Charlotte Bronte, a very well-known English novelist, was born April 21, 1816, at Thomton, Yorkshire, the daughter of Patrick Bronte, later curate of Haworth, whose father was an Irish peasant by the name of Brunty or Prunty. In 1824 she and her three sisters were sent for a short time to the Clergy Daughters' School, at Cowan Bridge, but on account of an outbreak of typhus fever, remained but a short time. For the next seven years they remained at home. In 1831, Charlotte went to Miss Wooler's School in Roe Head, where two years later she was engaged as teacher. Later she became a governess in various private families, and still later taught in a private school in Brussels, where she fell in love with the master who was already married and not at all interested in his ill-dressed and homely English teacher. She returned to England in 1844. In 1845, the three Bronte sisters published a book of poems under the pen names, Currer, Ellis, and Acton Bell, but it was far from being a success. Charlotte then began the manuscript of her novel The Professor, which was rejected by the publishers and did not come into print until after her death. Not discouraged, she then wrote Jane Eyre, her best and immediately successful novel, published in 1847. Her brother Bramwell, an embryo artist who had taken to drink and opium and finally became mentally unbalanced, died in September, 1848; her sister Emily died in December of the same year, and Anne in May, 1849. Charlotte wrote another novel in 1849 and a third in 1852, but they did not have the success of the first. In 1854 she married her father's curate, Arthur Bell Nicholls, and died March 31, 1855.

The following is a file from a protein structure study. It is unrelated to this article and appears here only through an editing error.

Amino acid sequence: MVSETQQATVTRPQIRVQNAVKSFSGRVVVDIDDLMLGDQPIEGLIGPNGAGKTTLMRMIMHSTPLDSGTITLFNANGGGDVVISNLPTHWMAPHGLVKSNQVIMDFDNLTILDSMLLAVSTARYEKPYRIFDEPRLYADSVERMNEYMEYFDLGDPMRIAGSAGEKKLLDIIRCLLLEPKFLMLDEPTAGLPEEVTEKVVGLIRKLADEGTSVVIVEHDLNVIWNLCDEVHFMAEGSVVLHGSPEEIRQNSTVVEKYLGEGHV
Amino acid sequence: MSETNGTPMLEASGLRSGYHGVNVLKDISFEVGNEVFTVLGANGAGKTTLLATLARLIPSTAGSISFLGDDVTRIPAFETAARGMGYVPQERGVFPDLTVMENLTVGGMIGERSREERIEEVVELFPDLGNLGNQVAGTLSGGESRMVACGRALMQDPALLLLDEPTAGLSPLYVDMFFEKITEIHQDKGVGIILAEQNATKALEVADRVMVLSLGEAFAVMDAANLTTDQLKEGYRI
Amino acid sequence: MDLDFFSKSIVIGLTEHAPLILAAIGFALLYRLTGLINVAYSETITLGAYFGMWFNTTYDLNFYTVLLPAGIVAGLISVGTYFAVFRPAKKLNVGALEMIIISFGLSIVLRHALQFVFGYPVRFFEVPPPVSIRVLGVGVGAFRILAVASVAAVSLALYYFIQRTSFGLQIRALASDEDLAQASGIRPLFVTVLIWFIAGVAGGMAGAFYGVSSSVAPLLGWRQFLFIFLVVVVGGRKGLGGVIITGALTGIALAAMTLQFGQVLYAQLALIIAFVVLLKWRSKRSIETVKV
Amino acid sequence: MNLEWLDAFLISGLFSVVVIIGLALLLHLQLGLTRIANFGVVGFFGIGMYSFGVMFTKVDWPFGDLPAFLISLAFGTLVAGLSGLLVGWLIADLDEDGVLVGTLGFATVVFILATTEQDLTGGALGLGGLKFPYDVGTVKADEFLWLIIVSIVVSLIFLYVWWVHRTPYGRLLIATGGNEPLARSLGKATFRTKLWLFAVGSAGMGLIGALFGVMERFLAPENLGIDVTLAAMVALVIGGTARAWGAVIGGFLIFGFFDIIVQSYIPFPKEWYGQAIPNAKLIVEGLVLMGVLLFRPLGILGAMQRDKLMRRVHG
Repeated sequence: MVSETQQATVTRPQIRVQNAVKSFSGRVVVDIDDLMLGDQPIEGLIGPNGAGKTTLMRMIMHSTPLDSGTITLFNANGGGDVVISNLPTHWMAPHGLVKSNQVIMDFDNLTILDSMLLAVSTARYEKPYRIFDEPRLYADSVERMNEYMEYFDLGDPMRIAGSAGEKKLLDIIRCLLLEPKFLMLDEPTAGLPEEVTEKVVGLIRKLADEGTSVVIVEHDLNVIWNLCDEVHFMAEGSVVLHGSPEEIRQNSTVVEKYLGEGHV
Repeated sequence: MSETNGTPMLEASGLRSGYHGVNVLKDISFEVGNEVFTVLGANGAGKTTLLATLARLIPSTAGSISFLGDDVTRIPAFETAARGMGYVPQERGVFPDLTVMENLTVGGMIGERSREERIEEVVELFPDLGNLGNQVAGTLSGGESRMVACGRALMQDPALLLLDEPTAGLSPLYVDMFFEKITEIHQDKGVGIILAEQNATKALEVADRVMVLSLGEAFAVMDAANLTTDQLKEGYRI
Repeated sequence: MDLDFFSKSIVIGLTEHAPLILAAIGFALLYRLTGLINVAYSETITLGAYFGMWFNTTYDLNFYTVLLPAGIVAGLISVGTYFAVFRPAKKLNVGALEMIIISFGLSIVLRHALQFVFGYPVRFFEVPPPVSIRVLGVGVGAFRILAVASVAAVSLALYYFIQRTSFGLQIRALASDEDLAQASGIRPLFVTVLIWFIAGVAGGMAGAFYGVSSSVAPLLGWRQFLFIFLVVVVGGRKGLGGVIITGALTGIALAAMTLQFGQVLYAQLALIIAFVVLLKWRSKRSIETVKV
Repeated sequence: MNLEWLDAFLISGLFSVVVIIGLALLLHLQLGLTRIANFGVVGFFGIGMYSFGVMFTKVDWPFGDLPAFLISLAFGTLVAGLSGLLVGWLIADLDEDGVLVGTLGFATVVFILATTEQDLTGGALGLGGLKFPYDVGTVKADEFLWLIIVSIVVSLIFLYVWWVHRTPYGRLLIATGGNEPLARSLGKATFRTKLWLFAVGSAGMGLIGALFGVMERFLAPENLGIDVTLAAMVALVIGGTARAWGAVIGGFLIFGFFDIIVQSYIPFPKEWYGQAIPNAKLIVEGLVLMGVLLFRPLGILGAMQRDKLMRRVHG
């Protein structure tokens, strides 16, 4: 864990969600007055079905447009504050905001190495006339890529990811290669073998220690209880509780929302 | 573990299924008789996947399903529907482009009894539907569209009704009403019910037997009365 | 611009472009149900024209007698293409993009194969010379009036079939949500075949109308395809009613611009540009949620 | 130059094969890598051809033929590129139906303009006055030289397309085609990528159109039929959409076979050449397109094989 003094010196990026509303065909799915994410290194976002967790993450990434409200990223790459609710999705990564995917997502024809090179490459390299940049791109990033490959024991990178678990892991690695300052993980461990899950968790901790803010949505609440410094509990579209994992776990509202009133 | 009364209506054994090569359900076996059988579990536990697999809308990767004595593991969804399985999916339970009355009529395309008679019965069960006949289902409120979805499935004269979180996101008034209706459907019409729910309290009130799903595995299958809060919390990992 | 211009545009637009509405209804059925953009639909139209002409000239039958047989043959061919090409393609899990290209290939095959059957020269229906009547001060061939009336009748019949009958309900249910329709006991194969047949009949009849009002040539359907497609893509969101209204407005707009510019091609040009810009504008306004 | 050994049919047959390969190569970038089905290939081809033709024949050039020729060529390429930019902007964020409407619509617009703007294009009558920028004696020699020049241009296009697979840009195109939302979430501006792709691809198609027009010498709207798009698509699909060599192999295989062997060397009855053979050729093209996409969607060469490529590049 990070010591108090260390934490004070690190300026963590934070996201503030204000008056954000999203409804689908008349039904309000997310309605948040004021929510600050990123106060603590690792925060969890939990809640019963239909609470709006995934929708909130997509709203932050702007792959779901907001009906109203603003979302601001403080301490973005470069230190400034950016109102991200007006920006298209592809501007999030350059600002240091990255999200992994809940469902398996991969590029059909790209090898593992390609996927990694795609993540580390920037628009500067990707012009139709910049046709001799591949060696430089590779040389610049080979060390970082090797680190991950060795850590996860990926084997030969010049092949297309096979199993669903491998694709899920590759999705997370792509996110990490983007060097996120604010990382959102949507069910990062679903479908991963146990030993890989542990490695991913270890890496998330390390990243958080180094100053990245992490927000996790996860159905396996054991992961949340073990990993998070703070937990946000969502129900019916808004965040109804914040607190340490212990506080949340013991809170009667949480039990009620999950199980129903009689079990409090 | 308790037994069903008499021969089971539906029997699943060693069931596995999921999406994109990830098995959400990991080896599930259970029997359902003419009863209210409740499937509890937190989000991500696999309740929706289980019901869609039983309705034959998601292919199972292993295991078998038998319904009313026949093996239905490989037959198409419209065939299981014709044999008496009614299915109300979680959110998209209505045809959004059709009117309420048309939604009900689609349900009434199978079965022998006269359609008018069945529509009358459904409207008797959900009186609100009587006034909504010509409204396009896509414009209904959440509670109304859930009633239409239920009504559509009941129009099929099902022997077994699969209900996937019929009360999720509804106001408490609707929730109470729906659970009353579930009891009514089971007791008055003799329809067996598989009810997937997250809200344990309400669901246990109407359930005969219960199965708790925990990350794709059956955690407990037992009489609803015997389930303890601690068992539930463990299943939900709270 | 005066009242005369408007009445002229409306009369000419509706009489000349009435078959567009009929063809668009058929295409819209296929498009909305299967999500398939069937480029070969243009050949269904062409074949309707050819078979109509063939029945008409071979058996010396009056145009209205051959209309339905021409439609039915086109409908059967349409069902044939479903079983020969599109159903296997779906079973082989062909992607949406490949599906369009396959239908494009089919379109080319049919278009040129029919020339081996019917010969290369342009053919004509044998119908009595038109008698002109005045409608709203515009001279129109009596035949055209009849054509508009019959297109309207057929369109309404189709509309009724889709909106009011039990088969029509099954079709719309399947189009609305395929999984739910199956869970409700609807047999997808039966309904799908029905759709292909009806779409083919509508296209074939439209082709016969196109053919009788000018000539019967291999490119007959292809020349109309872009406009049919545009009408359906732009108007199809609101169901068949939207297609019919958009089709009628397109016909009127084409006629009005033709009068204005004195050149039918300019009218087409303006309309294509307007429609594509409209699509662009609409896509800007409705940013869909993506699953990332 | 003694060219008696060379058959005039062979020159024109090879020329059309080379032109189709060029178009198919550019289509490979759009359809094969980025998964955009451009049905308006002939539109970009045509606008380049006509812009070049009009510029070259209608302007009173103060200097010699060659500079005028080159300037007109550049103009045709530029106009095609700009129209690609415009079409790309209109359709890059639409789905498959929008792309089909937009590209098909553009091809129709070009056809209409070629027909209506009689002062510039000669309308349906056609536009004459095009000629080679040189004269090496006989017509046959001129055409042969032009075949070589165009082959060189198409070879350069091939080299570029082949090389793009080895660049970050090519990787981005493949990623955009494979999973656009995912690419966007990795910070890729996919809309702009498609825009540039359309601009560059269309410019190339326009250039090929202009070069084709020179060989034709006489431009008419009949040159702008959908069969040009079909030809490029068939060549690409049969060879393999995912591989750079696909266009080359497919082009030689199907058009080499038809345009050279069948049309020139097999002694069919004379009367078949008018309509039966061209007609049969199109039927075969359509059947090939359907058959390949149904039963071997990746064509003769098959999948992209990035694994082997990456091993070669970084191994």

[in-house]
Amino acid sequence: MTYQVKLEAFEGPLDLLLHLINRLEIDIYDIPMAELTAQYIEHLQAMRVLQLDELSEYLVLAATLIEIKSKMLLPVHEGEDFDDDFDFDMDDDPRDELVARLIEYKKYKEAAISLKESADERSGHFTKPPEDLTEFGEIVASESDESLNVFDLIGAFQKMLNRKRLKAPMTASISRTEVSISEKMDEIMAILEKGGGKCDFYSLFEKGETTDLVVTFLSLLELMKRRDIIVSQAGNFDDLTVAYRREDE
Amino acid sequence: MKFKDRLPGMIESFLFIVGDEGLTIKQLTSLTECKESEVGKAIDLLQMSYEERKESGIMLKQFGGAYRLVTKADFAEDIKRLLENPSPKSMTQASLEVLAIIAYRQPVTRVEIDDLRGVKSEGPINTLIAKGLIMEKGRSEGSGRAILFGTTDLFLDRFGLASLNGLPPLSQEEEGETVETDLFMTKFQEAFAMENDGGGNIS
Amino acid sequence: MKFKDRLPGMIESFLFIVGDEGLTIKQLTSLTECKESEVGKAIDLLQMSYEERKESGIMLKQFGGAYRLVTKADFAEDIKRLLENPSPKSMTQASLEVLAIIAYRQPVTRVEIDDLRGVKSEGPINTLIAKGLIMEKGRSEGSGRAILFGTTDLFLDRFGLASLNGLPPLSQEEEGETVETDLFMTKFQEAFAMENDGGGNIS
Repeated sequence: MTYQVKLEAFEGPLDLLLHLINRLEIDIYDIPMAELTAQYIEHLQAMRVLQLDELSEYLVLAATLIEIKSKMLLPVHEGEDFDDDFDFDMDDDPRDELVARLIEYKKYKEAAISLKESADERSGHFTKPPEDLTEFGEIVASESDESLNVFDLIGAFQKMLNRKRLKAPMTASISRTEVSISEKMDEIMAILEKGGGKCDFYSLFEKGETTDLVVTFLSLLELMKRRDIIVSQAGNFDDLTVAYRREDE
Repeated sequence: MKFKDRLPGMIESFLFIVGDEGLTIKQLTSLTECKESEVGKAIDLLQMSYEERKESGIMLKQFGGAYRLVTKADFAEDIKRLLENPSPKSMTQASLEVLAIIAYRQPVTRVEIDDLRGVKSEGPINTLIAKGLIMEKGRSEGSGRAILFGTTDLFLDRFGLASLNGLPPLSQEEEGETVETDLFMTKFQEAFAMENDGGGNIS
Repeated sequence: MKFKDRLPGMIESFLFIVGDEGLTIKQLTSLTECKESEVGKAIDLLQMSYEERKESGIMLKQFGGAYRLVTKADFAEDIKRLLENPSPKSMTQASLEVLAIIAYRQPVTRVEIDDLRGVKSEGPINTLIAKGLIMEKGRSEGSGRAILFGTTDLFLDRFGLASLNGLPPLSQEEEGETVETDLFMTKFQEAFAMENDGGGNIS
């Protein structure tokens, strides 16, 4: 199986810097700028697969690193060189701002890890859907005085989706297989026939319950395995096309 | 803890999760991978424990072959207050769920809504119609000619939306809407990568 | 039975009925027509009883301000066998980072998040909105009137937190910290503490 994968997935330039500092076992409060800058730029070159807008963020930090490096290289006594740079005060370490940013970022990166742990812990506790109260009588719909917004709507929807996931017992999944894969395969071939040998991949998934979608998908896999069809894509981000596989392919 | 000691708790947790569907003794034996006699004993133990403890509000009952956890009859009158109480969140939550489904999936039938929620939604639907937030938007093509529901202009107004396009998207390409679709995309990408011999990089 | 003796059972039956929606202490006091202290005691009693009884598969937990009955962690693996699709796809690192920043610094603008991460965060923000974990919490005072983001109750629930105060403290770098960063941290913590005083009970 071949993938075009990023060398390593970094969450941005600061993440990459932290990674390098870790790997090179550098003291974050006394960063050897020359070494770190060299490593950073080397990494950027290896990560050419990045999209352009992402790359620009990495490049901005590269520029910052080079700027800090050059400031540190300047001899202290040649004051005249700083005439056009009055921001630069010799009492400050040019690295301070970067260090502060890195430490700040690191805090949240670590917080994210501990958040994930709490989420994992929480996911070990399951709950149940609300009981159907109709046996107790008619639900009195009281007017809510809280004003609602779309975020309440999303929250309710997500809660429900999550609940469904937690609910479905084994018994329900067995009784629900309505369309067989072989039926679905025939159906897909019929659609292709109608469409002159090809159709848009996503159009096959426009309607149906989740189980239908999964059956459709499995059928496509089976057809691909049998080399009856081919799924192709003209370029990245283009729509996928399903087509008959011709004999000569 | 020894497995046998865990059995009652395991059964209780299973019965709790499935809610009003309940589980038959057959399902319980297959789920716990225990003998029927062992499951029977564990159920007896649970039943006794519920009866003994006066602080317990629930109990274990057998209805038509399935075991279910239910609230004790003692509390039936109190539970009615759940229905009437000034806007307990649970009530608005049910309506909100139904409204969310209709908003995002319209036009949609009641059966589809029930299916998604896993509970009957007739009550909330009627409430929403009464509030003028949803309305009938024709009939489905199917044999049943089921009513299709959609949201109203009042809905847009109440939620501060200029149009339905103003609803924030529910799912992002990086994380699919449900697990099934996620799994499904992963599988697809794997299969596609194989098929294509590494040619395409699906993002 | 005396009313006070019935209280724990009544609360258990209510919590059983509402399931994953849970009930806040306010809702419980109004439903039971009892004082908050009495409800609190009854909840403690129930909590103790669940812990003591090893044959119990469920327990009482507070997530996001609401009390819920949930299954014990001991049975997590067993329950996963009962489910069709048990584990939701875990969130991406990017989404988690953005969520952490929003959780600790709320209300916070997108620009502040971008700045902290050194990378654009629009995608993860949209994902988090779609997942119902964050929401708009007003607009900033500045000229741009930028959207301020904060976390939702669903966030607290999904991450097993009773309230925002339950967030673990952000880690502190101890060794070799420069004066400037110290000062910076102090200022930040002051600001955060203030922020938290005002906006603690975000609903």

REFERENCES: Francis A. Leyland, The Bronte Family, London, 2 vols., 1886; E. F. Benson, Charlotte Bronte; E. Birrell, Life of Charlotte Bronte; Mrs. Gaskell, The Life of Charlotte Bronte; Clement Shorter, Charlotte Bronte and Her Circle; May Sinclair, The Three Brontes; J. C. Wright, The Story of the Brontes; Allibone. Dict. of Authors, I, 1863.
Fireside Library. No. 97